|Publication number||US4553164 A|
|Application number||US 06/417,592|
|Publication date||Nov 12, 1985|
|Filing date||Sep 13, 1982|
|Priority date||Oct 2, 1981|
|Also published as||CA1202116A, CA1202116A1, DE3263419D1, EP0077239A1, EP0077239B1|
|Publication number||06417592, 417592, US 4553164 A, US 4553164A, US-A-4553164, US4553164 A, US4553164A|
|Export Citation||BiBTeX, EndNote, RefMan|
|Patent Citations (4), Referenced by (14), Classifications (13), Legal Events (4)|
|External Links: USPTO, USPTO Assignment, Espacenet|
1. Field of the Invention
The present invention relates to a spatial correction device for an image analyzer.
2. Description of the Prior Art
By spatial correction is understood the correction of defects, due to the analyzer and which result in a spatial distortion between the analyzed image and the image restituted by the analyzer. By way of example, defects of convergence, geometry or shading may be mentioned.
Convergence defects only occur in color image analyzers. They are due to imperfect superimposition, on the image restitution support medium, of the electron beams associated with each of the three fundamental colors and they result in the presence of colored fringes on the outlines of objects.
Geometry and shading defects occur in all image analyzers, whether they operate in black and white or in color and are due to imperfections of the analysis system itself. Geometry defects result in geometrical deformation of the restituted image in relation to the analyzed image, and shading defects result in the presence of a background of non constant gray in the restituted image when the analyzed image has a background of a constant gray.
A device for correcting convergence defects for color cameras is disclosed in U.S. Pat. No. 4,437,110, issued Mar. 13, 1984, filed in the name of the Applicant. This device comprises essentially a memory, called a correction memory, adapted to store, for each of the rectangles resulting from dividing the screen of the camera into a grid of M groups of L lines each and N columns, a predetermined horizonntal scan correction signal and a predetermined vertical scan correction signal proper to each of the two of the three fundamental colors, and a sequencer for controlling the application of these correction signals to scanninng means during passage of the scanning means through the corresponding rectangles of the screen. Means for attenuating the discontinuities existing between horizontal and vertical scan correction signals associated with adjacent lines of the same column are also provided so as avoid the lines from moving closer together or moving away too suddenly during transitions between the different values of the corresponding correction signals. Two examples of these attenuation means are given. One analog embodiment consists in attenuating these discontinuities by means of filters of the "RC" type. One digital embodiment consists in attenuating these discontinuities by causing integration of the correction signal by means of an adder and a memory, called integration memory, associated with the correction memory.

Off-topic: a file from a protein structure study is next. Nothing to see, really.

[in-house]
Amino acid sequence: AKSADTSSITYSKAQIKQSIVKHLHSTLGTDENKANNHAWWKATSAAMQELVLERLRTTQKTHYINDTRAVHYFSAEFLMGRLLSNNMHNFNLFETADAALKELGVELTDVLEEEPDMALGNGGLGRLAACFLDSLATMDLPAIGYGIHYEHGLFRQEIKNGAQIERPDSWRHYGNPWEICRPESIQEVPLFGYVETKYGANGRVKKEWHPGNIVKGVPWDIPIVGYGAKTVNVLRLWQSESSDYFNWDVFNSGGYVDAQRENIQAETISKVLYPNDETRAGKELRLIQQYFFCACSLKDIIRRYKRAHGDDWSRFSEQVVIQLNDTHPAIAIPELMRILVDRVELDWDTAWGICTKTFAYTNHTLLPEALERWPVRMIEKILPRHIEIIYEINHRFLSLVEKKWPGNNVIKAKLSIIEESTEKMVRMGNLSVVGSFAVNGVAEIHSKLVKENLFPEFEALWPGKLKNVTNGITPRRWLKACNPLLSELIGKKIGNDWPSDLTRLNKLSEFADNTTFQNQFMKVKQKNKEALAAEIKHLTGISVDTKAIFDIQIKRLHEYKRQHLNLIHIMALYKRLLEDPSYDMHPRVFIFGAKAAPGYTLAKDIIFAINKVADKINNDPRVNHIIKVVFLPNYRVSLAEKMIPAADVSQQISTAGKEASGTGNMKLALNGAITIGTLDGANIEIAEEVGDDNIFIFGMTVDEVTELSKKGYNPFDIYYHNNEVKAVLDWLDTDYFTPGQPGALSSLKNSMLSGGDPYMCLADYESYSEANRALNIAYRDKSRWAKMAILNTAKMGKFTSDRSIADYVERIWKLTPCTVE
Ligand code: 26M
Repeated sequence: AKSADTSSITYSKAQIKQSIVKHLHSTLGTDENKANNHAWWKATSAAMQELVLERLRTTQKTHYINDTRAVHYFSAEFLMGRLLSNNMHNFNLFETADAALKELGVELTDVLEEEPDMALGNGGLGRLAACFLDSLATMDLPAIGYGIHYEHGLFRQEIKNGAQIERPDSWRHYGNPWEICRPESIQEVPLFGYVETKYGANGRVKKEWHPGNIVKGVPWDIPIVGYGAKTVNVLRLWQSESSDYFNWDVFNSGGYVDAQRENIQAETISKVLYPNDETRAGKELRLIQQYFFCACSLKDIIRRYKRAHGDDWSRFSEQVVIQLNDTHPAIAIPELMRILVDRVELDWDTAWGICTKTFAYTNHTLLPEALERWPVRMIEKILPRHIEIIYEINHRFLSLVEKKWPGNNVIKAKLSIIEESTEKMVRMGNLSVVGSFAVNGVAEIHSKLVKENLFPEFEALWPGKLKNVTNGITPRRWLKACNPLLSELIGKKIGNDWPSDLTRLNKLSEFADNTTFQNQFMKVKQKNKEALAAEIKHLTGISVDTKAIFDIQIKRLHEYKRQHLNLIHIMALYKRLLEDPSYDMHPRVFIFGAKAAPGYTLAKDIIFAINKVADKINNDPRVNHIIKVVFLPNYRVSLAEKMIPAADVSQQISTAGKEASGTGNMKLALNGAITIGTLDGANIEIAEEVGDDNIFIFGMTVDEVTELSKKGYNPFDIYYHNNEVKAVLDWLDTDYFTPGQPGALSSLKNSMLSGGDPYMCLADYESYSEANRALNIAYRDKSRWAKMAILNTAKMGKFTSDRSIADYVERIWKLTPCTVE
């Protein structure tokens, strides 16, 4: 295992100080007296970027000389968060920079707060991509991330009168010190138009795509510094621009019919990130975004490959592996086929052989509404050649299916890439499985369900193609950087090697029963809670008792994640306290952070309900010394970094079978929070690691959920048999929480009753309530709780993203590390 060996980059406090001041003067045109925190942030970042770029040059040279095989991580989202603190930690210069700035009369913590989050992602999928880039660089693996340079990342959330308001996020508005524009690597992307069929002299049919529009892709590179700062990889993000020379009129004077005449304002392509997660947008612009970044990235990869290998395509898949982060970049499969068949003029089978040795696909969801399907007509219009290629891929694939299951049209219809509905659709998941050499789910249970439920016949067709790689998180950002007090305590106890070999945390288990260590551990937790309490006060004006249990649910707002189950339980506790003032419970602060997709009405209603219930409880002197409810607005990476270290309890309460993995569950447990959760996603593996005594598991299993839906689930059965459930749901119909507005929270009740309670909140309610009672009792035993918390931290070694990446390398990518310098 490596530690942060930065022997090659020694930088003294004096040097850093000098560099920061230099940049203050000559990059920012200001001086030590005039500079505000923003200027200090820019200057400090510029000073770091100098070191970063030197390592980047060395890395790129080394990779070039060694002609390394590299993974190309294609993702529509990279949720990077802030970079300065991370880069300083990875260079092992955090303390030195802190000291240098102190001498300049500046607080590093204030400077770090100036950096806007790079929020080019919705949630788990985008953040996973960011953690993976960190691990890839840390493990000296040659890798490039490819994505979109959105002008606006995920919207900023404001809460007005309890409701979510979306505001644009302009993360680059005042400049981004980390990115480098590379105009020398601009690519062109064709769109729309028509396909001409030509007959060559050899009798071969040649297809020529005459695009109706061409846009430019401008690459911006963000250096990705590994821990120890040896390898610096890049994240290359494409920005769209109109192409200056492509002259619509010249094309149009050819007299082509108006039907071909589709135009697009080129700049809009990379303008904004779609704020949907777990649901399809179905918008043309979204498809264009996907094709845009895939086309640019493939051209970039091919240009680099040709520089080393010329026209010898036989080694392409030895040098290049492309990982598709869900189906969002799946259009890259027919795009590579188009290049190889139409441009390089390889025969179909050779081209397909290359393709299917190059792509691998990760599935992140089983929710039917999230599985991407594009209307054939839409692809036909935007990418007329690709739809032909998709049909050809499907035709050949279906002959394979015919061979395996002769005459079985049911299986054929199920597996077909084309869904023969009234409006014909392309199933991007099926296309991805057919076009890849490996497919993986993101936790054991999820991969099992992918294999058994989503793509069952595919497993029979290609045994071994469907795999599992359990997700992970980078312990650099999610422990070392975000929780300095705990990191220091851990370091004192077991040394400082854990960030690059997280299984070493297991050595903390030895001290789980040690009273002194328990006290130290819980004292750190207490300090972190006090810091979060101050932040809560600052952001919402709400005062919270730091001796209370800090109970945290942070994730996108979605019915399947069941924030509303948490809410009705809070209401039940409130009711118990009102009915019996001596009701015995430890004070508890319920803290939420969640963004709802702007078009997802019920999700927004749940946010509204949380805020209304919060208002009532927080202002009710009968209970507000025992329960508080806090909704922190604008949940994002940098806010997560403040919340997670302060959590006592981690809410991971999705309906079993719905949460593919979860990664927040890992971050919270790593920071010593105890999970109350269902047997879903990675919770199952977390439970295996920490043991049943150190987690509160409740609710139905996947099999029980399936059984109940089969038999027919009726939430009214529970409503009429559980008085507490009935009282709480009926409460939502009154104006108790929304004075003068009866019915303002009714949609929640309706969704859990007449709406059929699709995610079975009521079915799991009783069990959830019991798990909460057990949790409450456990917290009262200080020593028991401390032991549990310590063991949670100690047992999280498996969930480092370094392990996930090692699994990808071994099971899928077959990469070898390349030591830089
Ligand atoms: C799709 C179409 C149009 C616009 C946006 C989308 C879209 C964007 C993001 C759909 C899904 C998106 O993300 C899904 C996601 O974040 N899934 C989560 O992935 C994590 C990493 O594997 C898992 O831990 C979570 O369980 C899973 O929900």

Though these embodiments of means for attenuating the discontinuities between correction signals contribute in preventing the lines from suddenly drawing closer or moving away, they leave untouched another problem which is due to the presence of derivative ruptures during transitions between correction signals. In fact, the method of filtering by integration only attenuates the amplitude difference between two successive correction signals, but leaves fronts to continue to exist during transitions between successive correction signals. The method of filtering by means of "RC" type filters attenuates both the amplitude difference and the fronts between successive correction signals. However, it does not attenuate these fronts perfectly, for it maintains the presence of derivative ruptures during transitions.
These derivative ruptures have harmful consequences on the behavior of some component elements of the analyzer. The aim of the present invention is to avoid these disadvantages.
It is the object of this invention to provide a spatial correction device for an image analyzer in which the transitions between correction signals take place without derivative ruptures in so far as the component elements of the image analyzer are concerned.